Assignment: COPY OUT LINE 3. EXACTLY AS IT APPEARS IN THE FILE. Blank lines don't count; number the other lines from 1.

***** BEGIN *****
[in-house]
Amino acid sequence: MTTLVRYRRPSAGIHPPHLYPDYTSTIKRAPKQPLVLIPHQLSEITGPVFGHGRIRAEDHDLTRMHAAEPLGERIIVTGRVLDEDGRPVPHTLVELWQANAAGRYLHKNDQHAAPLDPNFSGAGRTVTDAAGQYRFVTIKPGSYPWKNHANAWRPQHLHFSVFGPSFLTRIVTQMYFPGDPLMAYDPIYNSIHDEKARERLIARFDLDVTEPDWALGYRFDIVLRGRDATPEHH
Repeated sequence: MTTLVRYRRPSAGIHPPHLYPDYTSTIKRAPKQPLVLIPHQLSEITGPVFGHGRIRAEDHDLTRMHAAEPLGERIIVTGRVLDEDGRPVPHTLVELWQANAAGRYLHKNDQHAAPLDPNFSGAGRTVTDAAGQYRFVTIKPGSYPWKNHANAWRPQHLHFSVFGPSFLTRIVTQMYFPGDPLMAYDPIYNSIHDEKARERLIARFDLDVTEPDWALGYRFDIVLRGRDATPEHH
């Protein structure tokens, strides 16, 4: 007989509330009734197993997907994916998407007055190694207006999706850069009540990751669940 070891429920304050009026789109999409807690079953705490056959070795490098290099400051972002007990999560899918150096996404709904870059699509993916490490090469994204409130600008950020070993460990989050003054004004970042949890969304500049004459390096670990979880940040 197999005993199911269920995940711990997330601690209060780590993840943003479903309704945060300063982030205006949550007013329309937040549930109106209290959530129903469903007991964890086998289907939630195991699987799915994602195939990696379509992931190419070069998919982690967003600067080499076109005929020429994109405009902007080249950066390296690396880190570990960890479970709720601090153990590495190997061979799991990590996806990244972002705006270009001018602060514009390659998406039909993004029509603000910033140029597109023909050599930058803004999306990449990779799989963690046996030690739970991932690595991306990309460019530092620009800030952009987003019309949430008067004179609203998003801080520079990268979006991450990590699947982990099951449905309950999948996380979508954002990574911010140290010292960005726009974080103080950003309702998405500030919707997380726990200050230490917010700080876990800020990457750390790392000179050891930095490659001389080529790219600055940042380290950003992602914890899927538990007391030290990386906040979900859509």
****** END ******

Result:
Repeated sequence: MTTLVRYRRPSAGIHPPHLYPDYTSTIKRAPKQPLVLIPHQLSEITGPVFGHGRIRAEDHDLTRMHAAEPLGERIIVTGRVLDEDGRPVPHTLVELWQANAAGRYLHKNDQHAAPLDPNFSGAGRTVTDAAGQYRFVTIKPGSYPWKNHANAWRPQHLHFSVFGPSFLTRIVTQMYFPGDPLMAYDPIYNSIHDEKARERLIARFDLDVTEPDWALGYRFDIVLRGRDATPEHH